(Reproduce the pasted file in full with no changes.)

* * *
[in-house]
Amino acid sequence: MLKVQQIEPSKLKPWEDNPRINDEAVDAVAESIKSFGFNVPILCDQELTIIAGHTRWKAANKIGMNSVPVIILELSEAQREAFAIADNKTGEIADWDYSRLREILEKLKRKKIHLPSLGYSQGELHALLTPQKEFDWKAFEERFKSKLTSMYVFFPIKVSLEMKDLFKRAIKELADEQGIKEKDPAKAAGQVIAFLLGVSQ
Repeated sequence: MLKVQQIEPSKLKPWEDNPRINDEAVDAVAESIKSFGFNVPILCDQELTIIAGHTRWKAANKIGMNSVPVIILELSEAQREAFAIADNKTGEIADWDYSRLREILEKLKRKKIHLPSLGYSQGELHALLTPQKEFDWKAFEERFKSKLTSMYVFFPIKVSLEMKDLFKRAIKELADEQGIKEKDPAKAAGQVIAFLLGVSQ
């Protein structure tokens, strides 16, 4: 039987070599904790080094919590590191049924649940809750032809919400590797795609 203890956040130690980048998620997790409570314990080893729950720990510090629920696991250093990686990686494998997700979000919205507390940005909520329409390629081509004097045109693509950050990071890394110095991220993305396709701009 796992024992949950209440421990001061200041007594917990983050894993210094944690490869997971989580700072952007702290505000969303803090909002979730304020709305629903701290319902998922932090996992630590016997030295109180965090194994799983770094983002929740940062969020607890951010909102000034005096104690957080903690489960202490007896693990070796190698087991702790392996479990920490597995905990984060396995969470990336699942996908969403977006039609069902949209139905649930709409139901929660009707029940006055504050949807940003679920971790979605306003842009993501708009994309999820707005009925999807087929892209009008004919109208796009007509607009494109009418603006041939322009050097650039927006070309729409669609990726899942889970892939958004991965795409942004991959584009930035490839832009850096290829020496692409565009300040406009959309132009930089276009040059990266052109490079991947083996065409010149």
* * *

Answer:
[in-house]
Amino acid sequence: MLKVQQIEPSKLKPWEDNPRINDEAVDAVAESIKSFGFNVPILCDQELTIIAGHTRWKAANKIGMNSVPVIILELSEAQREAFAIADNKTGEIADWDYSRLREILEKLKRKKIHLPSLGYSQGELHALLTPQKEFDWKAFEERFKSKLTSMYVFFPIKVSLEMKDLFKRAIKELADEQGIKEKDPAKAAGQVIAFLLGVSQ
Repeated sequence: MLKVQQIEPSKLKPWEDNPRINDEAVDAVAESIKSFGFNVPILCDQELTIIAGHTRWKAANKIGMNSVPVIILELSEAQREAFAIADNKTGEIADWDYSRLREILEKLKRKKIHLPSLGYSQGELHALLTPQKEFDWKAFEERFKSKLTSMYVFFPIKVSLEMKDLFKRAIKELADEQGIKEKDPAKAAGQVIAFLLGVSQ
């Protein structure tokens, strides 16, 4: 039987070599904790080094919590590191049924649940809750032809919400590797795609 203890956040130690980048998620997790409570314990080893729950720990510090629920696991250093990686990686494998997700979000919205507390940005909520329409390629081509004097045109693509950050990071890394110095991220993305396709701009 796992024992949950209440421990001061200041007594917990983050894993210094944690490869997971989580700072952007702290505000969303803090909002979730304020709305629903701290319902998922932090996992630590016997030295109180965090194994799983770094983002929740940062969020607890951010909102000034005096104690957080903690489960202490007896693990070796190698087991702790392996479990920490597995905990984060396995969470990336699942996908969403977006039609069902949209139905649930709409139901929660009707029940006055504050949807940003679920971790979605306003842009993501708009994309999820707005009925999807087929892209009008004919109208796009007509607009494109009418603006041939322009050097650039927006070309729409669609990726899942889970892939958004991965795409942004991959584009930035490839832009850096290829020496692409565009300040406009959309132009930089276009040059990266052109490079991947083996065409010149």